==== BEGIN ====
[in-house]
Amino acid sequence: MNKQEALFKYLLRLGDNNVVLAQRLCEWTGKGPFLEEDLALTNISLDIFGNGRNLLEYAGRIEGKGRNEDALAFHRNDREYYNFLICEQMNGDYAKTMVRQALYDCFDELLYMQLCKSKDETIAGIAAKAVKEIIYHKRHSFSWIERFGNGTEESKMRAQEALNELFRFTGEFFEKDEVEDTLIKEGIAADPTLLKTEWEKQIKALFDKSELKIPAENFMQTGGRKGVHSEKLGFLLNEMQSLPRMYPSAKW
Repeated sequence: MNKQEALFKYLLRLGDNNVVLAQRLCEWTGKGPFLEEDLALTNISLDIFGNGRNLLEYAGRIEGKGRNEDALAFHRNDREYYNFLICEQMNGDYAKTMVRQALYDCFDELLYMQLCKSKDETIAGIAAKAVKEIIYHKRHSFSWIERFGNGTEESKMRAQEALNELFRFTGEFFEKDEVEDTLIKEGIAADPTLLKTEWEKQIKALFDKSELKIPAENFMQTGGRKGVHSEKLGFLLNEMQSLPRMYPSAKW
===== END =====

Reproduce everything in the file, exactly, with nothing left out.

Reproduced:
[in-house]
Amino acid sequence: MNKQEALFKYLLRLGDNNVVLAQRLCEWTGKGPFLEEDLALTNISLDIFGNGRNLLEYAGRIEGKGRNEDALAFHRNDREYYNFLICEQMNGDYAKTMVRQALYDCFDELLYMQLCKSKDETIAGIAAKAVKEIIYHKRHSFSWIERFGNGTEESKMRAQEALNELFRFTGEFFEKDEVEDTLIKEGIAADPTLLKTEWEKQIKALFDKSELKIPAENFMQTGGRKGVHSEKLGFLLNEMQSLPRMYPSAKW
Repeated sequence: MNKQEALFKYLLRLGDNNVVLAQRLCEWTGKGPFLEEDLALTNISLDIFGNGRNLLEYAGRIEGKGRNEDALAFHRNDREYYNFLICEQMNGDYAKTMVRQALYDCFDELLYMQLCKSKDETIAGIAAKAVKEIIYHKRHSFSWIERFGNGTEESKMRAQEALNELFRFTGEFFEKDEVEDTLIKEGIAADPTLLKTEWEKQIKALFDKSELKIPAENFMQTGGRKGVHSEKLGFLLNEMQSLPRMYPSAKW